Prey for the Devil is boring and self-serious therapy session posing as a horror flick.
It’s been a while since Hollywood went truly bugnuts over horror films depicting demonic possession, with half a dozen or so titles clogging marquees every year starting around 2005, when The Exorcism of Emily Rose marked the subgenre’s triumphant return, and declining around the time 2012’s unwatchable The Devil Inside sent it back to Hell. Of course, that’s not to say this vein of films is entirely dead, with both The Unholy and The Conjuring: The Devil Made Me Do It courting audiences just last year alone. But there’s something truly special about the old school PG-13 possession flick, the kind where demonic spirits are always courteous enough to watch their language and ensure to inflict harm without too much grotesquerie. For a good while, Lionsgate was the seeming ruler of this sad kingdom, churning out the likes of The Last Exorcism and The Possession in quick succession — anything to snare those disposable teenage dollars. Prey for the Devil marks the studio’s triumphant return to neutered devil antics, but make no mistake: this is undeniably a product of our current times, as director Daniel Stamm — he of the aforementioned Last Exorcism fame — and writer Robert Zappia have crafted a heavy-handed allegory that uses demonic possession as the ultimate trauma response. (Meanwhile, this critic is anxiously awaiting a parody flick where a film reviewer must overcome the trauma resulting from watching too many horror flicks about trauma. Somebody needs to stop the bleeding.)
Jacqueline Byers stars as Sister Ann, a forward-thinking and no-nonsense nun who has taken up residency at the School of Exorcism in Boston, Massachusetts, which isn’t nearly as cool as it sounds despite looking a lot like the Xavier Institute from the X-Men movies. (Note: Surely we can all agree that School Exorcism would be a far better title than the pathetic pun that was settled on, and would easily have added another $20 million in ticket sales to the till.) Sister Ann works as a nurse, caring for those individuals who are undergoing observation for possible demonic possession, but she would much rather be attending the classes that teach exorcism skills, because this is indeed the School of Exorcism. But being that the Catholic Church is reprehensibly old-fashioned in its ways, they do not allow females to learn of such things, although you can all but guarantee that this modern-day #GirlBoss is gonna show those old fuddy-duddies what’s up and absolutely slay when push comes to shove. Ann is so intrigued by this particular field of study because she believes her own mother was possessed by the devil, even though doctors diagnosed her as, “a schizophrenic,” an actual line in this movie where mental illness is equated with evil. Ann’s therapist, Dr. Peters (Virginia Madsen), believes that her young charge simply hasn’t confronted the trauma she endured as a child, with Ann giving a look that basically amounts to, “Bitch, please!” in response. In fact, she’s so headstrong that she defies her superiors and even sits in on classes, which comes in handy when she is suddenly being haunted by — wait for it — demons from her past, the likes of which prefer to take up residency in old men and little girls. Before long, Ann is slinging holy water and dodging lethal ceiling fan blades, all in the name of our Lord and Savior. She even tries to enact significant changes to the exorcism program as a whole, insisting that attention should be paid not to the demons, but the person within whom they reside, because the film would have you believe that women are apparently just emotion-driven like that. But how long can Sister Ann avoid the past, especially as it keeps creeping up behind her in darkened hallways? Could it be that certain individuals who are possessed actually invite the dangerous spirits within, so racked they are by feelings of guilt and shame from a past deed or misfortune? Can Sister Ann learn to, “let go?”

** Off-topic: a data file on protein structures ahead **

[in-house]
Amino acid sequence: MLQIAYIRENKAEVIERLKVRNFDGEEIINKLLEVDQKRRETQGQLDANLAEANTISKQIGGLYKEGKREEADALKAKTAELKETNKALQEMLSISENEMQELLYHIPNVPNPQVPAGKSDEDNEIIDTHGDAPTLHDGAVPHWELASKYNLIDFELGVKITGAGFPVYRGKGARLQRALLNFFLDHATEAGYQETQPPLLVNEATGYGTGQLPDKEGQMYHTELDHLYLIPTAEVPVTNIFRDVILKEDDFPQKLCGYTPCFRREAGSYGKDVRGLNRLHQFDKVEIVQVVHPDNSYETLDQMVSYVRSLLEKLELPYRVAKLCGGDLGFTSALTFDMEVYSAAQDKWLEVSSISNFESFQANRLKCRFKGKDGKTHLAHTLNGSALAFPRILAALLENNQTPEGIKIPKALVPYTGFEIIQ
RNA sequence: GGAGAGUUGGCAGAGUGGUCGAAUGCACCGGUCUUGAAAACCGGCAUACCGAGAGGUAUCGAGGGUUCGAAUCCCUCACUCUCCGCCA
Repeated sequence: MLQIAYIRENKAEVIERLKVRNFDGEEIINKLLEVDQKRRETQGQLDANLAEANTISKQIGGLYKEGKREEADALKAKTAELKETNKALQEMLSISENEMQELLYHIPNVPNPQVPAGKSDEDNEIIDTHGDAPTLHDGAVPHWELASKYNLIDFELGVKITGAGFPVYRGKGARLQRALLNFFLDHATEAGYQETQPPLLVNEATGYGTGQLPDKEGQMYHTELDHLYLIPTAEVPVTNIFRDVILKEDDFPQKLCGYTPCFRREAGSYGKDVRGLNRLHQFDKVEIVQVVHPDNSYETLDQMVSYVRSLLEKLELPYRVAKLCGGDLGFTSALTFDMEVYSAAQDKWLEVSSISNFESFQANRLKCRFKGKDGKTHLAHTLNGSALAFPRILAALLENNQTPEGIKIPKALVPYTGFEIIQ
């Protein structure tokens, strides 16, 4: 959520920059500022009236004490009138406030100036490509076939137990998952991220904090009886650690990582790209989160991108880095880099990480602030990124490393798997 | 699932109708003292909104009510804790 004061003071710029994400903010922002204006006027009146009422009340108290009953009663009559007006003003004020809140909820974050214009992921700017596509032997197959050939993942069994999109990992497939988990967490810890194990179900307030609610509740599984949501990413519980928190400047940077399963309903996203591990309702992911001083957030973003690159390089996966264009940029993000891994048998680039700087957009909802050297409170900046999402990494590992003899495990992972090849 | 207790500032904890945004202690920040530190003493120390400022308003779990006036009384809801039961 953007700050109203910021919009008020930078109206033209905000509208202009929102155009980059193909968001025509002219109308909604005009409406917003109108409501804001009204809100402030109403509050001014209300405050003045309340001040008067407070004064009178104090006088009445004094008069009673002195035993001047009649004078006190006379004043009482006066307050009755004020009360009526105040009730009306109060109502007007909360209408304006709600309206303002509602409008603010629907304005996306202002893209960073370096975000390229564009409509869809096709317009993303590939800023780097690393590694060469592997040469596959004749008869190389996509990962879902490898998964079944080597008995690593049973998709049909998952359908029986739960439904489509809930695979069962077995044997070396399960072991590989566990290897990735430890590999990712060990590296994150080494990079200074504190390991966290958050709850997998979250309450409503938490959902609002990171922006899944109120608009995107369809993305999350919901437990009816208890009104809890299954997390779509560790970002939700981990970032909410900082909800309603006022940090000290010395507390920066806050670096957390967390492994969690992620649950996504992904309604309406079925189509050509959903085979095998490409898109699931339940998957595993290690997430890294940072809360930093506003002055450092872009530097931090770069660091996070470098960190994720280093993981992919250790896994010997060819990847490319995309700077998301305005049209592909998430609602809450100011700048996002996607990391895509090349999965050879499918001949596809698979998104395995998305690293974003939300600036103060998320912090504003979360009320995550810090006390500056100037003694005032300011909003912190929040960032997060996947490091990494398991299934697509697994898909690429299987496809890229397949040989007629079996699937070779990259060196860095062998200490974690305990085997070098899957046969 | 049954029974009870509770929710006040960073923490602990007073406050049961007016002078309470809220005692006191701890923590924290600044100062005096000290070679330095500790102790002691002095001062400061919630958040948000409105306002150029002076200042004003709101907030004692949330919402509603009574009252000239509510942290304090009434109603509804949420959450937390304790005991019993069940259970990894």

Prey for the Devil is a tired-ass therapy session posing as a horror flick, one that would be far easier to endure if it wasn’t so self-serious, which makes sense given the thematics at hand, but robs the proceedings of anything even remotely resembling fun. Truly, the film is boring as hell (pun intended) while also feeling like it was edited within an inch of its life, as it lurches from one set piece to the next, barely filling in the details between. Byers is certainly better here than the material deserves, but she’s still unable to move the needle; Madsen, meanwhile, just needs to fire her agent. It’s only in the film’s final moments that we get a taste of what could have been, with Sister Sassypants encountering a couple of demons during a leisurely cab ride and responding by pulling out a cross like she’s brandishing a gun. Make no mistake, that is the movie audiences want to watch: a School of Exorcism grad student simply traveling the world and kicking ass, dash a camp included. Regardless, the door is left open for a sequel; if it comes to pass, perhaps someone should exorcize that film of Stamm and Zappia’s presence.